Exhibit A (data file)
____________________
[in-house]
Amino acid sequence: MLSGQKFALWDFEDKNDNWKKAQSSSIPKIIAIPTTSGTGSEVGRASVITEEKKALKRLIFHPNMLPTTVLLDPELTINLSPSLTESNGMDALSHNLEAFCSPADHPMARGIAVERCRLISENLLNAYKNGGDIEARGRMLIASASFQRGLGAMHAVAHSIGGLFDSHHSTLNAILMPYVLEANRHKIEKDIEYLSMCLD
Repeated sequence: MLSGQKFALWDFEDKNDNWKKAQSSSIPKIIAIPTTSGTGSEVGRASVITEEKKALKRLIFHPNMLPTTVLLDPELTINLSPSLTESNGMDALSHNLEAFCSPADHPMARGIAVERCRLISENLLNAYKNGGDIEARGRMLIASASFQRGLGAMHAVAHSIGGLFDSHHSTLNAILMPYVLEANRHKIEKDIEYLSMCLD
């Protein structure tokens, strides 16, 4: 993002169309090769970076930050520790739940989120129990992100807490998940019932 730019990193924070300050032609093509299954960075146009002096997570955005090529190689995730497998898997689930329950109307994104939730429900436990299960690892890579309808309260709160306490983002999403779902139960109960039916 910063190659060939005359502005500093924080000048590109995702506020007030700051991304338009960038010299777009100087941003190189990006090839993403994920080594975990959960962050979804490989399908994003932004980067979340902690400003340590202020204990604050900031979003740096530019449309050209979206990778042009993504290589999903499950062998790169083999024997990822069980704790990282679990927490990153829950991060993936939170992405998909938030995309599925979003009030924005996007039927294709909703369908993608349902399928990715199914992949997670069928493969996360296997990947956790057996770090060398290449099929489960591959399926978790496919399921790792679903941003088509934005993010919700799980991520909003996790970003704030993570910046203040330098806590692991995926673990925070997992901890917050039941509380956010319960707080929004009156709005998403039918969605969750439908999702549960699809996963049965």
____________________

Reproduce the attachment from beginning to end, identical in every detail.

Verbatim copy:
[in-house]
Amino acid sequence: MLSGQKFALWDFEDKNDNWKKAQSSSIPKIIAIPTTSGTGSEVGRASVITEEKKALKRLIFHPNMLPTTVLLDPELTINLSPSLTESNGMDALSHNLEAFCSPADHPMARGIAVERCRLISENLLNAYKNGGDIEARGRMLIASASFQRGLGAMHAVAHSIGGLFDSHHSTLNAILMPYVLEANRHKIEKDIEYLSMCLD
Repeated sequence: MLSGQKFALWDFEDKNDNWKKAQSSSIPKIIAIPTTSGTGSEVGRASVITEEKKALKRLIFHPNMLPTTVLLDPELTINLSPSLTESNGMDALSHNLEAFCSPADHPMARGIAVERCRLISENLLNAYKNGGDIEARGRMLIASASFQRGLGAMHAVAHSIGGLFDSHHSTLNAILMPYVLEANRHKIEKDIEYLSMCLD
């Protein structure tokens, strides 16, 4: 993002169309090769970076930050520790739940989120129990992100807490998940019932 730019990193924070300050032609093509299954960075146009002096997570955005090529190689995730497998898997689930329950109307994104939730429900436990299960690892890579309808309260709160306490983002999403779902139960109960039916 910063190659060939005359502005500093924080000048590109995702506020007030700051991304338009960038010299777009100087941003190189990006090839993403994920080594975990959960962050979804490989399908994003932004980067979340902690400003340590202020204990604050900031979003740096530019449309050209979206990778042009993504290589999903499950062998790169083999024997990822069980704790990282679990927490990153829950991060993936939170992405998909938030995309599925979003009030924005996007039927294709909703369908993608349902399928990715199914992949997670069928493969996360296997990947956790057996770090060398290449099929489960591959399926978790496919399921790792679903941003088509934005993010919700799980991520909003996790970003704030993570910046203040330098806590692991995926673990925070997992901890917050039941509380956010319960707080929004009156709005998403039918969605969750439908999702549960699809996963049965």